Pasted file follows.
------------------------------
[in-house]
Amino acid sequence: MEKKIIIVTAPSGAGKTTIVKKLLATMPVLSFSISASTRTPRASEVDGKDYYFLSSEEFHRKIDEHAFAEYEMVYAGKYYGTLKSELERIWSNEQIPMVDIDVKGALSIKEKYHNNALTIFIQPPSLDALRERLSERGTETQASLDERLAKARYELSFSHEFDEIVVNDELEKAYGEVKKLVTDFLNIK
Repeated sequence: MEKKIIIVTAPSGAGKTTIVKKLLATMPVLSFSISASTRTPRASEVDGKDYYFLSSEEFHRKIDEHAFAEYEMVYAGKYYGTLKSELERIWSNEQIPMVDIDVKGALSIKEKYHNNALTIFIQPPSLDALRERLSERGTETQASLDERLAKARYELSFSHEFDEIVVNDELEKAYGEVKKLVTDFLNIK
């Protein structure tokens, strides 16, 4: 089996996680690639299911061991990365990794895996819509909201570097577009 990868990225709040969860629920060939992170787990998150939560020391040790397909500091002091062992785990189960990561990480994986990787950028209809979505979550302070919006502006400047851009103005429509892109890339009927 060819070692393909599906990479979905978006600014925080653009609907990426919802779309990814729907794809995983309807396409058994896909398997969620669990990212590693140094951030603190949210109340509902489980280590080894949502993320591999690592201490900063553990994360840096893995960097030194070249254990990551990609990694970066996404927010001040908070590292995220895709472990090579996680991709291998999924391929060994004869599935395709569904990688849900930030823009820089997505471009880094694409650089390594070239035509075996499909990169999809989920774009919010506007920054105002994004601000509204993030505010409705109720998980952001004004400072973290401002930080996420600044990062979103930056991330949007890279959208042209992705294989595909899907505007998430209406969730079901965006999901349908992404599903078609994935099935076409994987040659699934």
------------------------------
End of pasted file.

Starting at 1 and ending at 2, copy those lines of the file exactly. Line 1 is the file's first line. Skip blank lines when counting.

[in-house]
Amino acid sequence: MEKKIIIVTAPSGAGKTTIVKKLLATMPVLSFSISASTRTPRASEVDGKDYYFLSSEEFHRKIDEHAFAEYEMVYAGKYYGTLKSELERIWSNEQIPMVDIDVKGALSIKEKYHNNALTIFIQPPSLDALRERLSERGTETQASLDERLAKARYELSFSHEFDEIVVNDELEKAYGEVKKLVTDFLNIK